50. 50. 3 Se rv ice 2 Se rv ice 1 Se rv ice Pr od uc t3 Pr od uc t2 Pr od uc t1 Market Segment 1 …. Addressable Market (external view): current year 2 year 3 Addressable Market growth % (external view): year 2 year 3 Turnover (internal view) current Resulting Market Share (calculated) current FIELD FEEDBACK: Addressable Market (internal view): current year 2 year 3 Addressable Market growth % internal view): year 2 year 3 Market shares (internal view): current year 2 year 3 These templates should be pre-populated with as much existing information as possible or with automatic calculations. The point obviously is to reduce the amount Market Intelligence for decision makers Frederic De Meyer – i4fi 50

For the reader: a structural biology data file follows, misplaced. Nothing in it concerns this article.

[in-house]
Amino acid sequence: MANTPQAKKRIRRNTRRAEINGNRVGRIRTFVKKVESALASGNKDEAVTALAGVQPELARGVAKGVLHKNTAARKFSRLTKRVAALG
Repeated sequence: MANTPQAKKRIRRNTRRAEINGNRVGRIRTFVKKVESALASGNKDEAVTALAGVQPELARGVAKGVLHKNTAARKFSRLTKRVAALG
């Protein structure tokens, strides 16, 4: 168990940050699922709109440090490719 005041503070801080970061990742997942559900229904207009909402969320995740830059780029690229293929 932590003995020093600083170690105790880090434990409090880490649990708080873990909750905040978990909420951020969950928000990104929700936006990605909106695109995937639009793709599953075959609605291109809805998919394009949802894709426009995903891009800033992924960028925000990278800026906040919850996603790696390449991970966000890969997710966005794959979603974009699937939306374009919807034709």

51. 51. of datapoints the sales teams need to validate. Some additional fields could serve to collect anecdotal information as well. We will dig deeper into this subject in the chapter about account planning, which is also a form of field feedback. Despite the value of such a validation exercise, chances are you will experience some reluctance –from either your sales force to provide you feedback, or from decision takers to take the view of your sales force into account. There is no simple way to deal with this. To increase the level of collaboration with the sales force in obtaining their feedback, you need to communicate extensively on how the results will be used exactly. Also, you will not ensure their buy-in if you just send a template like the one above, for them to fill out. Rather -if possible at all- you will need to organize oneon-one meetings with them, and eventually fill out the template yourself while discussing the market figures in the meeting. You will have noticed by now that I am a strong advocate of such a field validation process. However, I do realize that such a process is not fit for all types of corporate cultures. So what do you do when implementing such a process is not feasible in your company? You would still need to validate the market share figures and base your decisions on a market view that makes sense to your employees. One thing you could do to validate and check market share figures is to put them in a system and integrate it with internal data, basically merging market and business intelligence data into one single dashboard. You could then build a ‘logic’ in the system in order to systematically track if and where market share losses or gains make sense or not. Such a logic could for instance look like this: Market Intelligence for decision makers Frederic De Meyer – i4fi 51